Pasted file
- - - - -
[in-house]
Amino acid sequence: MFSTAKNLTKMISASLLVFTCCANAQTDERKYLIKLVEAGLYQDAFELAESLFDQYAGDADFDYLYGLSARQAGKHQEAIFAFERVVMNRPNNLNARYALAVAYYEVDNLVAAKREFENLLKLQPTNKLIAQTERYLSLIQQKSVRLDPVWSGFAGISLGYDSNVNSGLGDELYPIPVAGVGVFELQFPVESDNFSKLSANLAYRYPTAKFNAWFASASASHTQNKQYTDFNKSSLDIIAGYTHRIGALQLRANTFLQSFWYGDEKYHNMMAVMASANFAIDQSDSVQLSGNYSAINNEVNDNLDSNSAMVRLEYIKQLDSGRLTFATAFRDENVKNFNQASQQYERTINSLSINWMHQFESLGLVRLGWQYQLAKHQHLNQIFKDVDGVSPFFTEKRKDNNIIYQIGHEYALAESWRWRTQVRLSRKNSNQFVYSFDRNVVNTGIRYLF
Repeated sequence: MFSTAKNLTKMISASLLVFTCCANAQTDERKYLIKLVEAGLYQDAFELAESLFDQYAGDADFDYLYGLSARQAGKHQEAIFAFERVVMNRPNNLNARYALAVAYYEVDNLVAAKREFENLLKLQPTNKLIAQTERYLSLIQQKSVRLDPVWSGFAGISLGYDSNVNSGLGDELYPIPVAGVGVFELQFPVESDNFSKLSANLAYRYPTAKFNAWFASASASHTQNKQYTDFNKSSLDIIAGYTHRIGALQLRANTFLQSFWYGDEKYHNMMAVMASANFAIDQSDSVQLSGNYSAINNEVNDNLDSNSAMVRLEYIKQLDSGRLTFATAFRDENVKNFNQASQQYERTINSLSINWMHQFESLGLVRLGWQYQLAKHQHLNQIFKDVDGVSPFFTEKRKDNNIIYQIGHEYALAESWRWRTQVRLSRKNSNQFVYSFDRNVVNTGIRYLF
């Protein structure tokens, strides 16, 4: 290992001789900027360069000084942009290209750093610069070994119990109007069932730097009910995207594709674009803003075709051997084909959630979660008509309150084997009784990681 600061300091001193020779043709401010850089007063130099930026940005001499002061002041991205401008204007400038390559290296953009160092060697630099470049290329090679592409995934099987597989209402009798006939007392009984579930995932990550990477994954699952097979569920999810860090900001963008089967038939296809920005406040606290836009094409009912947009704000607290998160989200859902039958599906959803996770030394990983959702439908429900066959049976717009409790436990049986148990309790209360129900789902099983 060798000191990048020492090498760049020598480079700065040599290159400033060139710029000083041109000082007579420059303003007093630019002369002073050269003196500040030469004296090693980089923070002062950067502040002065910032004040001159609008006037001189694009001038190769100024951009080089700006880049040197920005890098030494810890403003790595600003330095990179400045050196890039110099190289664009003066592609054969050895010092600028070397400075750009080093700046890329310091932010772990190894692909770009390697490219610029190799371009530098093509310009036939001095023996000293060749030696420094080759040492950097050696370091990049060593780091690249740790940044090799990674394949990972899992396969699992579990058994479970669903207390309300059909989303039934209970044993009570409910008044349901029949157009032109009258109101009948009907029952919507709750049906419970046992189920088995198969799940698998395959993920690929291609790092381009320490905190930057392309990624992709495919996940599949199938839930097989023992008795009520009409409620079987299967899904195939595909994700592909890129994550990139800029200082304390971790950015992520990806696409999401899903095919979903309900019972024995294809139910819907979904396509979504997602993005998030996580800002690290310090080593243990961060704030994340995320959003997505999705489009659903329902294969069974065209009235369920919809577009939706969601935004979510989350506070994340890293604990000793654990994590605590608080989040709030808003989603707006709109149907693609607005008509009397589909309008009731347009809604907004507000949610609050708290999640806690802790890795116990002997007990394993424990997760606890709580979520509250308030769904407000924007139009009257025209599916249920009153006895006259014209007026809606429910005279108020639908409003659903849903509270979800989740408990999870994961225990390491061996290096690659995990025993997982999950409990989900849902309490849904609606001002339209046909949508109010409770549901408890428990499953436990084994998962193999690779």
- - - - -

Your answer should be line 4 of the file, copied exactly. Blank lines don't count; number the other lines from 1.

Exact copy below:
């Protein structure tokens, strides 16, 4: 290992001789900027360069000084942009290209750093610069070994119990109007069932730097009910995207594709674009803003075709051997084909959630979660008509309150084997009784990681 600061300091001193020779043709401010850089007063130099930026940005001499002061002041991205401008204007400038390559290296953009160092060697630099470049290329090679592409995934099987597989209402009798006939007392009984579930995932990550990477994954699952097979569920999810860090900001963008089967038939296809920005406040606290836009094409009912947009704000607290998160989200859902039958599906959803996770030394990983959702439908429900066959049976717009409790436990049986148990309790209360129900789902099983 060798000191990048020492090498760049020598480079700065040599290159400033060139710029000083041109000082007579420059303003007093630019002369002073050269003196500040030469004296090693980089923070002062950067502040002065910032004040001159609008006037001189694009001038190769100024951009080089700006880049040197920005890098030494810890403003790595600003330095990179400045050196890039110099190289664009003066592609054969050895010092600028070397400075750009080093700046890329310091932010772990190894692909770009390697490219610029190799371009530098093509310009036939001095023996000293060749030696420094080759040492950097050696370091990049060593780091690249740790940044090799990674394949990972899992396969699992579990058994479970669903207390309300059909989303039934209970044993009570409910008044349901029949157009032109009258109101009948009907029952919507709750049906419970046992189920088995198969799940698998395959993920690929291609790092381009320490905190930057392309990624992709495919996940599949199938839930097989023992008795009520009409409620079987299967899904195939595909994700592909890129994550990139800029200082304390971790950015992520990806696409999401899903095919979903309900019972024995294809139910819907979904396509979504997602993005998030996580800002690290310090080593243990961060704030994340995320959003997505999705489009659903329902294969069974065209009235369920919809577009939706969601935004979510989350506070994340890293604990000793654990994590605590608080989040709030808003989603707006709109149907693609607005008509009397589909309008009731347009809604907004507000949610609050708290999640806690802790890795116990002997007990394993424990997760606890709580979520509250308030769904407000924007139009009257025209599916249920009153006895006259014209007026809606429910005279108020639908409003659903849903509270979800989740408990999870994961225990390491061996290096690659995990025993997982999950409990989900849902309490849904609606001002339209046909949508109010409770549901408890428990499953436990084994998962193999690779």